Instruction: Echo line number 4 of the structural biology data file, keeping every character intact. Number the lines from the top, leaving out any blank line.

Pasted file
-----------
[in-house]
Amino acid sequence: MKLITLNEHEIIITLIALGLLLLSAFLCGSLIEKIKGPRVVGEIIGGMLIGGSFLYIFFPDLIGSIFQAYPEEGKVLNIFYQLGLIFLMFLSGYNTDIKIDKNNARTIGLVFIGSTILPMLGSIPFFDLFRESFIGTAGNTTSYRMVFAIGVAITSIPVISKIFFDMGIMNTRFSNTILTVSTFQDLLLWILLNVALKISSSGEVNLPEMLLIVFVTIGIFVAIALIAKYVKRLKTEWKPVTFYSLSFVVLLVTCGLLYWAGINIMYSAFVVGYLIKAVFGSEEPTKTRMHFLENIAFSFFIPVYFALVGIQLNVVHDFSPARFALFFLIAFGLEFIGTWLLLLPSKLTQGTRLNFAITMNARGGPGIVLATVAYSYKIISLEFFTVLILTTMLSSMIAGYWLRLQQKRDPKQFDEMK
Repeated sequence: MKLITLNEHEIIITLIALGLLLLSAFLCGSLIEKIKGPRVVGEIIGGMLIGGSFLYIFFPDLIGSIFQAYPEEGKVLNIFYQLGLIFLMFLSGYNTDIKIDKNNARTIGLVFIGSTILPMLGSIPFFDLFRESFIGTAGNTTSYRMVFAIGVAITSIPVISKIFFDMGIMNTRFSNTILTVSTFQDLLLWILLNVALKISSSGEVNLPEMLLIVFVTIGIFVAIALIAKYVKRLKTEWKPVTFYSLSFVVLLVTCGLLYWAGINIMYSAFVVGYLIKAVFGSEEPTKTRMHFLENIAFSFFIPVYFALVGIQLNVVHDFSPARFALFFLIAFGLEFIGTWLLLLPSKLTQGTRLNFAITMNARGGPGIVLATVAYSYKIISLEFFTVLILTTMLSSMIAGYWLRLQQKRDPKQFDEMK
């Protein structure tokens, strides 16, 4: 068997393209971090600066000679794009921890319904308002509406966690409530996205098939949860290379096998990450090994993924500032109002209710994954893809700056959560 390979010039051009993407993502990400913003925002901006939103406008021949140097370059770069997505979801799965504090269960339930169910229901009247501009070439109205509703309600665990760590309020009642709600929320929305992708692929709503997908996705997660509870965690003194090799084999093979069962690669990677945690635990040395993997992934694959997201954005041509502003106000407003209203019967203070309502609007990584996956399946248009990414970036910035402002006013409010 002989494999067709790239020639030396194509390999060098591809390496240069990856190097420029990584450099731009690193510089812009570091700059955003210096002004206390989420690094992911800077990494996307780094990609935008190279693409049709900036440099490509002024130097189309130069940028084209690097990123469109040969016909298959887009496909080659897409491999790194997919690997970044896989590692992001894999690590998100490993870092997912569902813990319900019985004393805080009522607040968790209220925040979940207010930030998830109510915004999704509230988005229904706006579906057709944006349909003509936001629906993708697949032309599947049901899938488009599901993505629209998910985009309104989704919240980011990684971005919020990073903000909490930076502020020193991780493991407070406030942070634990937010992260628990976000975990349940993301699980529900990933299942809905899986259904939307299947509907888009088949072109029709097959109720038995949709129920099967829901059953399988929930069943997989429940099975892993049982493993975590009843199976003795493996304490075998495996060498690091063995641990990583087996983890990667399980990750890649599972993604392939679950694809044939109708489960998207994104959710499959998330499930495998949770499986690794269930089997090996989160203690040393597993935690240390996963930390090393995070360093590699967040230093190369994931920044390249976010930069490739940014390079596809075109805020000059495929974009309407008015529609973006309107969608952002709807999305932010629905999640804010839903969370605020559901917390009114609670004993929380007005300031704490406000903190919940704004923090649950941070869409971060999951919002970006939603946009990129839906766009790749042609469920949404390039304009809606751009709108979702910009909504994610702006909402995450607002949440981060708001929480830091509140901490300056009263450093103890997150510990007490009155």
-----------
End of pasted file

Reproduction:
């Protein structure tokens, strides 16, 4: 068997393209971090600066000679794009921890319904308002509406966690409530996205098939949860290379096998990450090994993924500032109002209710994954893809700056959560 390979010039051009993407993502990400913003925002901006939103406008021949140097370059770069997505979801799965504090269960339930169910229901009247501009070439109205509703309600665990760590309020009642709600929320929305992708692929709503997908996705997660509870965690003194090799084999093979069962690669990677945690635990040395993997992934694959997201954005041509502003106000407003209203019967203070309502609007990584996956399946248009990414970036910035402002006013409010 002989494999067709790239020639030396194509390999060098591809390496240069990856190097420029990584450099731009690193510089812009570091700059955003210096002004206390989420690094992911800077990494996307780094990609935008190279693409049709900036440099490509002024130097189309130069940028084209690097990123469109040969016909298959887009496909080659897409491999790194997919690997970044896989590692992001894999690590998100490993870092997912569902813990319900019985004393805080009522607040968790209220925040979940207010930030998830109510915004999704509230988005229904706006579906057709944006349909003509936001629906993708697949032309599947049901899938488009599901993505629209998910985009309104989704919240980011990684971005919020990073903000909490930076502020020193991780493991407070406030942070634990937010992260628990976000975990349940993301699980529900990933299942809905899986259904939307299947509907888009088949072109029709097959109720038995949709129920099967829901059953399988929930069943997989429940099975892993049982493993975590009843199976003795493996304490075998495996060498690091063995641990990583087996983890990667399980990750890649599972993604392939679950694809044939109708489960998207994104959710499959998330499930495998949770499986690794269930089997090996989160203690040393597993935690240390996963930390090393995070360093590699967040230093190369994931920044390249976010930069490739940014390079596809075109805020000059495929974009309407008015529609973006309107969608952002709807999305932010629905999640804010839903969370605020559901917390009114609670004993929380007005300031704490406000903190919940704004923090649950941070869409971060999951919002970006939603946009990129839906766009790749042609469920949404390039304009809606751009709108979702910009909504994610702006909402995450607002949440981060708001929480830091509140901490300056009263450093103890997150510990007490009155």